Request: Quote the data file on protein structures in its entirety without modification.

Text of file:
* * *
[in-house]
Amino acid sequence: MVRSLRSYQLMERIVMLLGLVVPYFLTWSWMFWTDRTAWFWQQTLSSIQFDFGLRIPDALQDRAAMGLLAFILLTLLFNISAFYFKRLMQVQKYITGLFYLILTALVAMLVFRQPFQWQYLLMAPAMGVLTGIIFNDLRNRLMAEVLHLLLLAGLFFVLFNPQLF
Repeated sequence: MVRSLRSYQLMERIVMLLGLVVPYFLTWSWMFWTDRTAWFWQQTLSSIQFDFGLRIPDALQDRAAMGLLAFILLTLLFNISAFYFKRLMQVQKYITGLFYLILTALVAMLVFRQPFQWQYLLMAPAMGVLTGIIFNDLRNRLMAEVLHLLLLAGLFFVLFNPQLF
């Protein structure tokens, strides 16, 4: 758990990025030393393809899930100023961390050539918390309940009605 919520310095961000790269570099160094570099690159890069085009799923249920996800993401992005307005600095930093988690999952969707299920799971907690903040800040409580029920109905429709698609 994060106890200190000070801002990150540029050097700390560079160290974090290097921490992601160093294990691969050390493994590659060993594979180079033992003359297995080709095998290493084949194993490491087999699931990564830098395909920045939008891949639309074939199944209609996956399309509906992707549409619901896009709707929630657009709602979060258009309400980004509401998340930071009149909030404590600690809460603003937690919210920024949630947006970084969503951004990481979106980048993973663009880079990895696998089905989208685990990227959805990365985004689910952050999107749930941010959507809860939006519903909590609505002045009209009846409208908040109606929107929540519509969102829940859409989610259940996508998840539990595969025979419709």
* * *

[in-house]
Amino acid sequence: MVRSLRSYQLMERIVMLLGLVVPYFLTWSWMFWTDRTAWFWQQTLSSIQFDFGLRIPDALQDRAAMGLLAFILLTLLFNISAFYFKRLMQVQKYITGLFYLILTALVAMLVFRQPFQWQYLLMAPAMGVLTGIIFNDLRNRLMAEVLHLLLLAGLFFVLFNPQLF
Repeated sequence: MVRSLRSYQLMERIVMLLGLVVPYFLTWSWMFWTDRTAWFWQQTLSSIQFDFGLRIPDALQDRAAMGLLAFILLTLLFNISAFYFKRLMQVQKYITGLFYLILTALVAMLVFRQPFQWQYLLMAPAMGVLTGIIFNDLRNRLMAEVLHLLLLAGLFFVLFNPQLF
């Protein structure tokens, strides 16, 4: 758990990025030393393809899930100023961390050539918390309940009605 919520310095961000790269570099160094570099690159890069085009799923249920996800993401992005307005600095930093988690999952969707299920799971907690903040800040409580029920109905429709698609 994060106890200190000070801002990150540029050097700390560079160290974090290097921490992601160093294990691969050390493994590659060993594979180079033992003359297995080709095998290493084949194993490491087999699931990564830098395909920045939008891949639309074939199944209609996956399309509906992707549409619901896009709707929630657009709602979060258009309400980004509401998340930071009149909030404590600690809460603003937690919210920024949630947006970084969503951004990481979106980048993973663009880079990895696998089905989208685990990227959805990365985004689910952050999107749930941010959507809860939006519903909590609505002045009209009846409208908040109606929107929540519509969102829940859409989610259940996508998840539990595969025979419709």